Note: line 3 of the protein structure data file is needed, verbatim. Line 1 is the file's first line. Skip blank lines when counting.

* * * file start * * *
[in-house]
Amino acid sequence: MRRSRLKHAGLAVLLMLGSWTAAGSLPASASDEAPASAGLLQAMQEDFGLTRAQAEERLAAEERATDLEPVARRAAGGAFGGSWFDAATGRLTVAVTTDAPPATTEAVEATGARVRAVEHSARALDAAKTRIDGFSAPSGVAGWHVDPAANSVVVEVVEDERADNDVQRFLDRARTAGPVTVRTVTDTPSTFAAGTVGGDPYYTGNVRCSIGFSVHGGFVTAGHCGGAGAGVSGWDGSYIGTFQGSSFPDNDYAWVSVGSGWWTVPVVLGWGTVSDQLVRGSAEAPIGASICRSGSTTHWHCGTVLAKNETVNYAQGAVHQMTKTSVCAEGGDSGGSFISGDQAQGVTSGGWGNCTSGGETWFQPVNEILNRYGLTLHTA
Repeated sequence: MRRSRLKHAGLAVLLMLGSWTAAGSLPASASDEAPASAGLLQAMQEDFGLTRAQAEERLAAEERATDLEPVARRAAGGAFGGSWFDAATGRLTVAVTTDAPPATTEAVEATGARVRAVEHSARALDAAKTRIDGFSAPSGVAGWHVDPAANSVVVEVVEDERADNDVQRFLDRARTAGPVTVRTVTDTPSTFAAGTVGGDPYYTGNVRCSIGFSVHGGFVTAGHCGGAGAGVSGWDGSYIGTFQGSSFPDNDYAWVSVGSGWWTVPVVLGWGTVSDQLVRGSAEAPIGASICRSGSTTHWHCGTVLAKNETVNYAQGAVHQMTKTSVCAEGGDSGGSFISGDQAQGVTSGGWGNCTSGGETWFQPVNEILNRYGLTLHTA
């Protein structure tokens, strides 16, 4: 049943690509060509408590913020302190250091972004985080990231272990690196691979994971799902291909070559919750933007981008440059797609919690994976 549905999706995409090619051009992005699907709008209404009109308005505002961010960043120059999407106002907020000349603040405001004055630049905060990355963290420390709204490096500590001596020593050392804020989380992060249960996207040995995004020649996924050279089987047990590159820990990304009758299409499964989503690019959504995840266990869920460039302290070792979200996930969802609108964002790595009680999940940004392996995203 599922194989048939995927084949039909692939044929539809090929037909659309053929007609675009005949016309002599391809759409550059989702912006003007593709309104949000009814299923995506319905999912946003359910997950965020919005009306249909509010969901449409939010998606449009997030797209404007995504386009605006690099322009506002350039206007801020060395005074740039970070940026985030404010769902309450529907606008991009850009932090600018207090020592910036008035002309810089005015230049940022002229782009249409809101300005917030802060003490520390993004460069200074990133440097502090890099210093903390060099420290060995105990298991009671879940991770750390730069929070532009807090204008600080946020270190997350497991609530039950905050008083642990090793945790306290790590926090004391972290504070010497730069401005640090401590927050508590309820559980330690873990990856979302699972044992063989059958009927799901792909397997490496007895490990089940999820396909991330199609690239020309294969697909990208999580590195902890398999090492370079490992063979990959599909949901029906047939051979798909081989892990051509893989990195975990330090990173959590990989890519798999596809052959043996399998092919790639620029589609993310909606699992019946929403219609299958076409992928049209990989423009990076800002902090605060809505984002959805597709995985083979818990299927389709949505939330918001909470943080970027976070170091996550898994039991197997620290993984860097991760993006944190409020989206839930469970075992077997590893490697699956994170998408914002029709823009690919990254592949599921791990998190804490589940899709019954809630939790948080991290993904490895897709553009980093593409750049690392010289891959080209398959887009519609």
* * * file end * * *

Repeated sequence: MRRSRLKHAGLAVLLMLGSWTAAGSLPASASDEAPASAGLLQAMQEDFGLTRAQAEERLAAEERATDLEPVARRAAGGAFGGSWFDAATGRLTVAVTTDAPPATTEAVEATGARVRAVEHSARALDAAKTRIDGFSAPSGVAGWHVDPAANSVVVEVVEDERADNDVQRFLDRARTAGPVTVRTVTDTPSTFAAGTVGGDPYYTGNVRCSIGFSVHGGFVTAGHCGGAGAGVSGWDGSYIGTFQGSSFPDNDYAWVSVGSGWWTVPVVLGWGTVSDQLVRGSAEAPIGASICRSGSTTHWHCGTVLAKNETVNYAQGAVHQMTKTSVCAEGGDSGGSFISGDQAQGVTSGGWGNCTSGGETWFQPVNEILNRYGLTLHTA